Among all the things that Amazon sells, one product stood out this week: Rekognition, its little-known facial recognition system.
According to government information obtained by the American Civil Liberties Union (ACLU), police in Orlando, Florida and Oregon’s Washington County both became clients last year, using the technology to identify suspects in public in real time.
Civil rights groups were not happy. Dozens signed a letter to Amazon CEO Jeff Bezos, calling Rekognition “a grave threat to communities, including people of color and immigrants,” and demanding that the company stop supporting government surveillance efforts.
Just this week, police in China reportedly arrested another fugitive at a pop concert attended by thousands of people -- at least the third case in two months. On the popular microblog Weibo, the reactions ranged largely from amusement to approval.
One person wrote, “Technology is making China safer! I was speaking with an American, who said China is much safer than the US now.”
In the US, facial recognition is viewed with more skepticism, especially when it involves tech titans like Amazon. Their technological prowess, combined with their sheer size and global reach, prompts fears of potential misuse.
Amazon says it will suspend services to customers who violate the law, and adds that “Our quality of life would be much worse today if we outlawed new technology because some people could choose to abuse the technology.”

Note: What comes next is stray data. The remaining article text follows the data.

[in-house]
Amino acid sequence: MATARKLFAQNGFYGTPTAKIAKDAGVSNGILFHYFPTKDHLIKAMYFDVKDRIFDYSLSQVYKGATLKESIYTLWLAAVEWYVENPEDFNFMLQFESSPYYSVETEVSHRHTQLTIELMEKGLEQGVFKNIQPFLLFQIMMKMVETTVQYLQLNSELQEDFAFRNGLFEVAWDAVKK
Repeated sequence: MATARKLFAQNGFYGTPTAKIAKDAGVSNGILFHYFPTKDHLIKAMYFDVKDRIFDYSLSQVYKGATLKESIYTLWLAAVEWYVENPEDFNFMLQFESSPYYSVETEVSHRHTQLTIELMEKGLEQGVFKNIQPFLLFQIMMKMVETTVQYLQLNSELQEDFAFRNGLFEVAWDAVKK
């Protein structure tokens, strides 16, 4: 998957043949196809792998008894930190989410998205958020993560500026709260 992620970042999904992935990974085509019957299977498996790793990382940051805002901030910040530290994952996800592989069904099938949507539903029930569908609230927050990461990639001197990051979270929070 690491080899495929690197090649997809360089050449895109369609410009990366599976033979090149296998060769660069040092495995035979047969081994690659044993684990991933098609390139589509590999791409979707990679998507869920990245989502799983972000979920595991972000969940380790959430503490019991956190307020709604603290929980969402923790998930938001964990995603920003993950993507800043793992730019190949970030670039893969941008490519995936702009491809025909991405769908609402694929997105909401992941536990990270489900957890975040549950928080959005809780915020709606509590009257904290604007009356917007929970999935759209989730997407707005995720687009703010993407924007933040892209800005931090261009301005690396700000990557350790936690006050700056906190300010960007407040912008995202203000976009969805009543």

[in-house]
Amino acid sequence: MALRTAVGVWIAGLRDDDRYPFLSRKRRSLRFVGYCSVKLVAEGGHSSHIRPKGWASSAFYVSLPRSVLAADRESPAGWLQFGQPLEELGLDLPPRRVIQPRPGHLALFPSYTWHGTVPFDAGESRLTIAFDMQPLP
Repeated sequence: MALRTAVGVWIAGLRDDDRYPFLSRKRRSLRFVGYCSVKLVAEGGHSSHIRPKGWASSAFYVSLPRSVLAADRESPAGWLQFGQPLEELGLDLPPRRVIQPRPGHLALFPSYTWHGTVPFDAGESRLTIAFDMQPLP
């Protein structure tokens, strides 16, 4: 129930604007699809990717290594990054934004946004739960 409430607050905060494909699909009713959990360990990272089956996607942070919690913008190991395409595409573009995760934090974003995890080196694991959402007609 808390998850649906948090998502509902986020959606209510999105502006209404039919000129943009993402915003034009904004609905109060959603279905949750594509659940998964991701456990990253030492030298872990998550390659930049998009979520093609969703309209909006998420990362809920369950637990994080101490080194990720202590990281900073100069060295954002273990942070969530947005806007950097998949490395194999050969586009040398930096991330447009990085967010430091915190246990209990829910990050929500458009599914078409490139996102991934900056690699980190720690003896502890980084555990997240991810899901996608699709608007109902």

It’s a common refrain from tech giants. Facebook CEO Mark Zuckerberg has suggested that regulations could hamper American innovation.
“I feel there's a balance that's extremely important to strike here, where you obtain special consent for sensitive features like face recognition,” he said in Congress last month. “But we still need to make it so that American companies can innovate in those areas, or else we're going to fall behind Chinese competitors and others around the world who have different regimes for different new features like that.”
News about Rekognition drew scant response on Weibo. But among the few people who commented, one had this to say: “Any Chinese companies daring to withhold technology from the government is going to be kicked out.”